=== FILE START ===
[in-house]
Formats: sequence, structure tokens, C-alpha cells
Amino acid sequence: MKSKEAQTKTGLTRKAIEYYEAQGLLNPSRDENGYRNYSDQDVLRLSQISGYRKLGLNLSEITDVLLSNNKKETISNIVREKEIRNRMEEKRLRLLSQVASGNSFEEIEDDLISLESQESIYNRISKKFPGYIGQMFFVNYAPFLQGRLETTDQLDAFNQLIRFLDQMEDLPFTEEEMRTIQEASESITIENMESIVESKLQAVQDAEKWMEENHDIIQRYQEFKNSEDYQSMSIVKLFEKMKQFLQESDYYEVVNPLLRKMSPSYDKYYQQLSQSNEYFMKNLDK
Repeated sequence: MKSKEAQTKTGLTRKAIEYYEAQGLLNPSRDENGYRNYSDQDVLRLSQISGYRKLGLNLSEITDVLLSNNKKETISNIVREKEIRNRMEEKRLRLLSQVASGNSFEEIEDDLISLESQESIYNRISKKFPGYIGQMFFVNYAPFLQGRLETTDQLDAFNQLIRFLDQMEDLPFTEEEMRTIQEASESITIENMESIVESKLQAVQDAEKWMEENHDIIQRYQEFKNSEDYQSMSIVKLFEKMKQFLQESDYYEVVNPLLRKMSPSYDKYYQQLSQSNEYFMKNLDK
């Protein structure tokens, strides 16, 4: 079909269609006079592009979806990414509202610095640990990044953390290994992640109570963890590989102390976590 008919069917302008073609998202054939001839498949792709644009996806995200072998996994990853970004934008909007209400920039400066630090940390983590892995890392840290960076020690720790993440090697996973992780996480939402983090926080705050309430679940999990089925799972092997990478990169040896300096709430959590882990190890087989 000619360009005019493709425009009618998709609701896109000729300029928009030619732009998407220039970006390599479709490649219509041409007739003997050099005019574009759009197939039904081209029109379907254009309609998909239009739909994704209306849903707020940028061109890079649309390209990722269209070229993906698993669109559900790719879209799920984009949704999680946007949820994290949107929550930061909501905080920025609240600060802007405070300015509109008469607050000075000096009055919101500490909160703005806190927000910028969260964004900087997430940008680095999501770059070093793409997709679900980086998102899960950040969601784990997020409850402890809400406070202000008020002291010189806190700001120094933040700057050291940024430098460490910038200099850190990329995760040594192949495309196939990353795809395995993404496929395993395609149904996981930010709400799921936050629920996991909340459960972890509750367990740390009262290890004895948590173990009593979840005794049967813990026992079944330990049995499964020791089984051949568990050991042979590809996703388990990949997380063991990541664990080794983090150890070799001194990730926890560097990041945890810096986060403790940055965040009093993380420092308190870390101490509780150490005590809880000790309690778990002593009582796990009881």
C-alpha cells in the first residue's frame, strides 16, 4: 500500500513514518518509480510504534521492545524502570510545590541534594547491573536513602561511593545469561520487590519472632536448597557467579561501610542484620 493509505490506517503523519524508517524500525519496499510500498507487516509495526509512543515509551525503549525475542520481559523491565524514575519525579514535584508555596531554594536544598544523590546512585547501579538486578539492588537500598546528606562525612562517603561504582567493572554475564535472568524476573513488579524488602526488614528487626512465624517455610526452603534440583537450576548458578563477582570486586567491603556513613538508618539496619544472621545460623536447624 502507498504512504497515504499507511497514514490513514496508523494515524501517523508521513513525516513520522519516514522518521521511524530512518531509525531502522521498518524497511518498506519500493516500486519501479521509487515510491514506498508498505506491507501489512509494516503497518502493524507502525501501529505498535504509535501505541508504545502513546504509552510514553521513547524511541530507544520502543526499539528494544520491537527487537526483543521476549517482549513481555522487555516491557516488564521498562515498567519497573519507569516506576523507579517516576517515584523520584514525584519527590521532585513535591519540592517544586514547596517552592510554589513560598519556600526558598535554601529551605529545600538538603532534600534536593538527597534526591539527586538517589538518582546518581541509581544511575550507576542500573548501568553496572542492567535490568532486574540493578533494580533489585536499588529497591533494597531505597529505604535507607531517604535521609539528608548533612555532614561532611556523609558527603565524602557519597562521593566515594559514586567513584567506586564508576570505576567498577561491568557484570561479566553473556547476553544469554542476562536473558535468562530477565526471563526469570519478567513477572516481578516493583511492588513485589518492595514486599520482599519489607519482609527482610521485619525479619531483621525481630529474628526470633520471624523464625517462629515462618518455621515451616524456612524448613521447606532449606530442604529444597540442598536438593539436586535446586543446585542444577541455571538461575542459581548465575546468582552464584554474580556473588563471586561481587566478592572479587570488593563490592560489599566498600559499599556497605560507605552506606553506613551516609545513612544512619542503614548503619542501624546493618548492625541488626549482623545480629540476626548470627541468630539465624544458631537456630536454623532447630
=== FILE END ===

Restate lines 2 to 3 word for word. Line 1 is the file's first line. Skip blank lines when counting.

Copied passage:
Formats: sequence, structure tokens, C-alpha cells
Amino acid sequence: MKSKEAQTKTGLTRKAIEYYEAQGLLNPSRDENGYRNYSDQDVLRLSQISGYRKLGLNLSEITDVLLSNNKKETISNIVREKEIRNRMEEKRLRLLSQVASGNSFEEIEDDLISLESQESIYNRISKKFPGYIGQMFFVNYAPFLQGRLETTDQLDAFNQLIRFLDQMEDLPFTEEEMRTIQEASESITIENMESIVESKLQAVQDAEKWMEENHDIIQRYQEFKNSEDYQSMSIVKLFEKMKQFLQESDYYEVVNPLLRKMSPSYDKYYQQLSQSNEYFMKNLDK